Rob Pegoraro writes about computers, gadgets, telecom, the Internet, apps, and other things that beep or blink. You can find him covering policy issues at Yahoo Finance, answering consumer-tech questions at USA Today, offering telecom guidance at Wirecutter and showing up at various other online and (sometimes) print outlets. He has met most of the founders of the Internet.
This long-awaited map looks like a precise picture of connectivity in America. Many people will find it doesn’t match what’s happening in their homes.
Before last week, the official U.S. map of broadband access had accumulated a fair amount of dust. On February 23, though, the Federal Communications Commission’s cartography of connectivity got a long-awaited upgrade. But while the new broadband map is easier to click around, it still isn’t a reliable tool to gauge what internet options are available to homes or communities around the country.
Just ask one of the FCC’s commissioners what’s wrong with it.
“I looked up my house and can tell you with good authority it lists service that is not available at my location,” Democratic commissioner Jessica Rosenworcel wrote in a dissenting statement. She invited people to e-mail error reports to an inbox she had set up: email@example.com.
Christian Moe, an automotive journalist living outside of Knoxville, Tennessee, struggled to get broadband at a home that was advertised as having it. He offered a similar critique in an e-mail.
“The map at my section of the world is hilarious,” he wrote. The map listed AT&T’s top download speed at his address as 75 megabits per second—about six times faster than the best service he could actually get, 12 Mbps.
The map’s biggest downfall lurks behind its search-by-address function, which suggests a precision that its underlying data usually can’t deliver. The FCC data doesn’t get more granular than census blocks—statistical areas that can span a city block or several counties. Within census blocks, internet access can vary quite a bit. Just because your closest neighbors have broadband doesn’t guarantee that you’ll have any.
An FCC spokesman said the agency is considering asking for more detailed coverage data from providers, but warned that this could be “burdensome.”
The map also doesn’t cite prices. The FCC doesn’t collect that information, much less factor in complications like the discounts that cable firms offer for bundling TV, phone, and internet service.
To make things more confusing, the broadband map identifies internet providers by their holding companies, not necessarily the names you’d recognize on a bill. At CityLab’s D.C. office, for example, the map lists one provider as “Radiate Holdings, L.P.” You’ll have to consult a separate FCC table to find out that this firm owns cable provider RCN.
The map’s raw material is a document called Form 477. The FCC requires internet providers to submit the forms twice a year, reporting the top advertised download and upload speeds across each census block in which they sell access.
That filing schedule explains Starry’s absence: Spokeswoman Virginia Lam said the Boston firm was still in a closed beta test at the end of 2016, meaning it didn’t have to file the forms that fed the new broadband map. Future updates should include that firm.
The private sector has only filled in some of the information gaps. A site called BroadbandNow takes the FCC’s data, corrects errors that it finds, and adds pricing data that it gleans from various sources. (Scraping rates off providers’ sites with automated software would be faster, but also lawsuit bait). BroadbandNow collects referral fees from some providers.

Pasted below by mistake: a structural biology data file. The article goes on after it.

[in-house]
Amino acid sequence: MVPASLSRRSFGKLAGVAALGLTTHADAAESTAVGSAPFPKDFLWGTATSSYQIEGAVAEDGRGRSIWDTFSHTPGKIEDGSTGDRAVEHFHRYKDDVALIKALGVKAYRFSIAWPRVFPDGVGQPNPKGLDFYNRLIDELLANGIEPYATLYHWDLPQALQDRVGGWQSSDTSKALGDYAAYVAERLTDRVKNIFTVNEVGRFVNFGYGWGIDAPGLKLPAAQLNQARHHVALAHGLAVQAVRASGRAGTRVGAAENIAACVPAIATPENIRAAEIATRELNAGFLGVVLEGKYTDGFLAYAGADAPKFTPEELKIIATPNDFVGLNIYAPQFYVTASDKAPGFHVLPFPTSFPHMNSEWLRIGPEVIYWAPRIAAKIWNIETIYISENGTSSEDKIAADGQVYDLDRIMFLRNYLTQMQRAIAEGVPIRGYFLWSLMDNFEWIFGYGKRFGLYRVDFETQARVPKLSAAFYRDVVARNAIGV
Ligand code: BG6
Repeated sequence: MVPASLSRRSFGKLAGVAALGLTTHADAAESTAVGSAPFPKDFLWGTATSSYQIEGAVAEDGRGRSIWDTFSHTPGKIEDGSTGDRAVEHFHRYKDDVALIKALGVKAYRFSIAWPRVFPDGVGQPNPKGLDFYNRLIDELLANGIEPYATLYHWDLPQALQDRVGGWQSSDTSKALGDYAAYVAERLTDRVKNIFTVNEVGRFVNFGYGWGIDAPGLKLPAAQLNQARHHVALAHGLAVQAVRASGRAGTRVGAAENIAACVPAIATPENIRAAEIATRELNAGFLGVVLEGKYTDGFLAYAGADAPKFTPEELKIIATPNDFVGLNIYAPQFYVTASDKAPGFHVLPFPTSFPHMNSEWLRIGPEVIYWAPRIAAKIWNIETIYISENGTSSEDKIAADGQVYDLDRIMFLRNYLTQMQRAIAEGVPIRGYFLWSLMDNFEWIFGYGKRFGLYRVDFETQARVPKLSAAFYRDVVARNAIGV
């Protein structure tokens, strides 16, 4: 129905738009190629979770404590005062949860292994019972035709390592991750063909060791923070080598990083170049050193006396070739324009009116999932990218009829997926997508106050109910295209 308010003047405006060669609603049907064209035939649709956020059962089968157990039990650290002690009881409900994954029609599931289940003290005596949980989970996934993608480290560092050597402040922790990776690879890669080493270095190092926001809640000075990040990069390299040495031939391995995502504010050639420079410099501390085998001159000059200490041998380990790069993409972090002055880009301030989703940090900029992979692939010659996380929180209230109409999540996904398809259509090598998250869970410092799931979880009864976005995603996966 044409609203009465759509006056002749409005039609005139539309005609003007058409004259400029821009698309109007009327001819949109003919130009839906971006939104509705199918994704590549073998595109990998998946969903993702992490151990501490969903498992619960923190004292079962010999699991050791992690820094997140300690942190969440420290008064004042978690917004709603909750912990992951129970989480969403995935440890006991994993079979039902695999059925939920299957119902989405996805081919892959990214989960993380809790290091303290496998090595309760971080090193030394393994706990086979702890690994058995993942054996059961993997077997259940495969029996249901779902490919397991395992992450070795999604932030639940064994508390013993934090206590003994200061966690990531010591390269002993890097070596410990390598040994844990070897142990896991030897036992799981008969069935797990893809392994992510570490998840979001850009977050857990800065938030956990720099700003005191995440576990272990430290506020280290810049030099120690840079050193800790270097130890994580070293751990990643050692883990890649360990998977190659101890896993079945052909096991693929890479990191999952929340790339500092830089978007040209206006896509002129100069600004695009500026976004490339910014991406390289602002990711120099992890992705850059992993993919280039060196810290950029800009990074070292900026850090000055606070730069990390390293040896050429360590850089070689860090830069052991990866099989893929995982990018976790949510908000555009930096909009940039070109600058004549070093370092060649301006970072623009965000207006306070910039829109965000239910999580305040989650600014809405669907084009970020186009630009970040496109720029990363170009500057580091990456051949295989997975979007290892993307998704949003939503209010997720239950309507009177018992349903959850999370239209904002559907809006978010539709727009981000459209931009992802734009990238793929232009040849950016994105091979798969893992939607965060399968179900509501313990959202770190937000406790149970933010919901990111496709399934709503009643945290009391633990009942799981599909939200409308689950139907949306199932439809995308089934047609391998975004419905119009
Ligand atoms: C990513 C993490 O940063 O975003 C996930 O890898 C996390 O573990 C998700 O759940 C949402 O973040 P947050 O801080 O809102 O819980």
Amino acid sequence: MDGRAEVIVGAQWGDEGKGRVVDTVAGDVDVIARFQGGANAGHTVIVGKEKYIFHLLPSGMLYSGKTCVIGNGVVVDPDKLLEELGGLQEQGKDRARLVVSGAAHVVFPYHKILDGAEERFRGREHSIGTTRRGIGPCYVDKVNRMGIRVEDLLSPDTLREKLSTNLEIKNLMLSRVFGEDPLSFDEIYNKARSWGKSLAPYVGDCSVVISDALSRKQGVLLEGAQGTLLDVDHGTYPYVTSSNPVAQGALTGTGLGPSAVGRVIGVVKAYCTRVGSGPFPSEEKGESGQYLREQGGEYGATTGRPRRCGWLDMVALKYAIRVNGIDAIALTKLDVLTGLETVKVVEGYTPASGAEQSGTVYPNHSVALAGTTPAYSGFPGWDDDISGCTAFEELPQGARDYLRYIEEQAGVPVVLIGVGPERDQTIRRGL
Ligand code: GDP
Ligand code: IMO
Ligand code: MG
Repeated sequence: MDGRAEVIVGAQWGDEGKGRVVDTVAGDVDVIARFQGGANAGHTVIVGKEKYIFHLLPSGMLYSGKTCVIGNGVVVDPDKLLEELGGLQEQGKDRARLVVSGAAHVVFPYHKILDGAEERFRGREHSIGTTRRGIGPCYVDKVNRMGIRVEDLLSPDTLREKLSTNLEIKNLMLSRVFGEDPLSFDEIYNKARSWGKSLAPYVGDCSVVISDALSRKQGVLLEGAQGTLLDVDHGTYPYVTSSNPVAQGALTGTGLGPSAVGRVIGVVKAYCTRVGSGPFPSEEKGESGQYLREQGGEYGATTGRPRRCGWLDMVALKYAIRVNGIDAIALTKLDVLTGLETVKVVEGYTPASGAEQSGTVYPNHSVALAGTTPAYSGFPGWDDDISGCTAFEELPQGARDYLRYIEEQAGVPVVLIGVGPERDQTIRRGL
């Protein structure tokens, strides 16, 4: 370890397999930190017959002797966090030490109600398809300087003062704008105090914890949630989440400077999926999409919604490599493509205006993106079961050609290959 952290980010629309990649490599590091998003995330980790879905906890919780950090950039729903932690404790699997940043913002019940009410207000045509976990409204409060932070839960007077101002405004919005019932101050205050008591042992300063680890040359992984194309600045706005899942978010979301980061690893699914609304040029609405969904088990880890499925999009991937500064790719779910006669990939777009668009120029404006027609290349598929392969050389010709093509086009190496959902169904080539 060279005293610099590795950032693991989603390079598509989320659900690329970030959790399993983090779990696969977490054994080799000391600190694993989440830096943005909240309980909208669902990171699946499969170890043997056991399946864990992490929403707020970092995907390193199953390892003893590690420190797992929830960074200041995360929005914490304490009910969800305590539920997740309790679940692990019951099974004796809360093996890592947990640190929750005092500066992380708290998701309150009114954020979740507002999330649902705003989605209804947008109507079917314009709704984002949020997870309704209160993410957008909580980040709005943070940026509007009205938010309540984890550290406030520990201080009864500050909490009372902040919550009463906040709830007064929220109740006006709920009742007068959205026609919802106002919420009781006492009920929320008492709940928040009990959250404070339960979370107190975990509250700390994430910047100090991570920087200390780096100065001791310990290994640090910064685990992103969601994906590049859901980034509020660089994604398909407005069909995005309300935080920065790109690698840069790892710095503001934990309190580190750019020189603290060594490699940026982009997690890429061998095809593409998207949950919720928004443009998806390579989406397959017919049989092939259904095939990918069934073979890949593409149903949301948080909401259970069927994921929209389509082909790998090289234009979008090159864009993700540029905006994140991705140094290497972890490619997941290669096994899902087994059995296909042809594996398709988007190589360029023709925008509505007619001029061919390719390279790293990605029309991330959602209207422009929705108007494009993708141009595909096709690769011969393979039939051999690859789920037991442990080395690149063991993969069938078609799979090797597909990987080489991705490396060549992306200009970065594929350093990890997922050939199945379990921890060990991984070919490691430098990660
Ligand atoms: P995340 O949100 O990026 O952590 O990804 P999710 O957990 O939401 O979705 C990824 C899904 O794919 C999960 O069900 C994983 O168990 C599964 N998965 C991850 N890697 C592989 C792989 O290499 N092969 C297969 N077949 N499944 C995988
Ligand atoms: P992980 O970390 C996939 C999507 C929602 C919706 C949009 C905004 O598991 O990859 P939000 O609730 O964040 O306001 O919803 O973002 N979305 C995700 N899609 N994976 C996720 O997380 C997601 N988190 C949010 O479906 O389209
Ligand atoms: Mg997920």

“We have a data team that works on this—we’re in there every day, manually reviewing ISP sites, testing addresses, on the phone with reps, coordinating with marketing and technical teams at various ISPs,” e-mailed marketing head Jameson Zimmer.
But BroadbandNow only lets you search by ZIP code (Zimmer said they’re working to add address-level queries) and remains subject to the limits of the underlying FCC data (it doesn’t list Starry either).
BroadbandNow’s price data can also miss smaller, more interesting options. In the Sonoma County town of Sebastopol, for instance, it omits rates for the gigabit fiber service that the Santa Rosa, California, firm Sonic has offered since 2011.
“I’ve seen their site, but they’ve never reached out to me for any pricing,” Sonic CEO Dane Jasper wrote. “It’s certainly possible they’ve tried to reach someone else here via support or sales e-mail addresses and that never got routed to my attention, though.”
It’s also easy to find private-sector maps of mobile broadband coverage—see, for instance, the data produced by firms like RootMetrics. But while a car stuffed with instrumentation can drive around and measure bandwidth waiting in the air, there’s no similar way to find out how much bandwidth reaches homes by wires.
Meanwhile, most local broadband markets don’t have a lot of competition, consisting of just a phone company and a cable company. Dave Burstein, a longtime telecom consultant and editor of Fast Net News, said those conditions leave fewer reasons for incumbent providers to reward ISP-finder sites with commissions. (The new broadband-map site, built for the FCC by Mapbox, makes it easy to visualize this lack of competition across counties, congressional districts, and states.)
So if you want to know all the broadband options available at your home, you’ll have to do things the hard way: Consult both the FCC and BroadbandNow, then plug your address into the site of every provider listed as offering respectable speeds.
If that seems aggravating after the third time, take a moment to pat yourself on the back: Your home has more broadband options than most American abodes.